The Sitting Room


Mum and Dad originally upheld the old Scottish tradition of not using their best room, but keeping it nice for visitors. The Sitting Room was certainly the best room in the house, big, with two fine windows, a piano, and a grand mahogany mantlepiece. The chairs were comfier too.

Gradually, they relaxed this regime and by the mid-sixties the sitting room had taken over from the living room as the hub of family life. The change was driven by technology. I don't remember us not having a TV, because we got it in 1953 before I was a year old. It was black & white of course, and there was only one channel (The BBC). Broadcasts were only for a few hours at a time with long periods of close-down. The announcer used to say, "Please switch off your set". Then the white dot in the middle of the screen would get wee-er and fainter for about a minute before disappearing.

The other great purchase for the sitting room was the Radiogram, which replaced the wind-up gramophone. It was a wonderful machine, with an auto-changer deck that would take a stack of records, and drop them one by one onto the turntable. It could play 45s and 33s but we didn't have any. All our records were 78s. We had lots of old Scottish music hall stuff - Harry Lauder, Will Fyfe, William McCullloch with his monologues:

"The greatest surprise of the night was when Agnes's faither turned up sober. Oh, he looked so different, his ain dug tried to bite him. Even his wife didna ken him until he spoke and then she collapsed intae a state of sheer exhaustation".

They don't make records like that any more. The Scottish records and the Gilbert & Sullivan set must have been Grandpa's but Mum and Dad had newer gems, from Perry Como, Frankie Vaughn and even Bill Haley & the Comets - yes, the song that started it all. One two three o'clock, four o'clock rock - I had no idea what it meant, but liked the sound of it. It wasn't my favourite though. That would have been When the Saints Go Marching In, at least until we got the Ying Tong Song.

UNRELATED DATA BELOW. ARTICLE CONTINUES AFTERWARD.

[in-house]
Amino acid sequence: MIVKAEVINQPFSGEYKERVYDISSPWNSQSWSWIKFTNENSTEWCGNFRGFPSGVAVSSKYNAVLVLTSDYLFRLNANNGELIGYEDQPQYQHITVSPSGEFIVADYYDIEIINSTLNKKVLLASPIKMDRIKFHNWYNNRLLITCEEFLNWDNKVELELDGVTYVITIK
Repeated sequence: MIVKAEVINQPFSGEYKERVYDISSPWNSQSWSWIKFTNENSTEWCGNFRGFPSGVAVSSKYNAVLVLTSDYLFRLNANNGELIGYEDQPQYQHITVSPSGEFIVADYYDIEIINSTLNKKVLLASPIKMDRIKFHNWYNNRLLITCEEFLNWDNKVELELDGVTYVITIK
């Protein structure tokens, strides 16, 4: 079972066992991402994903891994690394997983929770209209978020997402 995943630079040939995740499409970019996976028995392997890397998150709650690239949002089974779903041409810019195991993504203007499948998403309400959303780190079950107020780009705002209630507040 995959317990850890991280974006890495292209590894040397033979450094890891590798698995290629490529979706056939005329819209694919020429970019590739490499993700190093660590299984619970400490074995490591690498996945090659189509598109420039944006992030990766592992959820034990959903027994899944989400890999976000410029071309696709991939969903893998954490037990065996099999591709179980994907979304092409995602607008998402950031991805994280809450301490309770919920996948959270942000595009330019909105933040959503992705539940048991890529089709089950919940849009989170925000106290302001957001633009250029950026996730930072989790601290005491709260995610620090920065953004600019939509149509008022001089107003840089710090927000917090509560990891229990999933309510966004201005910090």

Music aside, the best thing about the Radiogram was the lid, a heavy wooden board that couldn't slam, because it fell slowly with hydraulic damping. This was magic. You could play with it for hours.

On Saturdays, we'd have tea in the sitting room and watch TV. This was one of the highlights of the week, and was quite a performance. The card table had to be fetched from the spare room, and the legs unfolded without catching your fingers. One of the wee retainer devices was loose and a total collapse was always an exciting possibility. We carried the plates of triangular sandwiches (no crusts!) and cakes through from the kitchen and set them out on the table in front of the fire. There were chocolate biscuits too, but you weren't to start with them. And you could only have one of the wrapped ones. The Penguins were supposed to be for Dad, so it was a treat to be allowed one, even though they weren't really as nice as mint or toffee Yo-yos. But that's what you'd expect from a grown-up biscuit.

4 comments:

The PeachPlum Bookgroup said...

I seem to remember there was something scratched into the glass on this window - am I right?

Dave said...

Hi Victoria -
There was indeed - the name Eva Bird, scratched into the glass with a diamond ring, I believe. I don't know who Eva Bird was though.

Alan said...

Sadly all the windows have now been replaced - Eva Bird's name lives no more...

Dave said...

Hi Alan - that's a turn up for the books. But Eva Bird's name lives forever, on this immortal blog...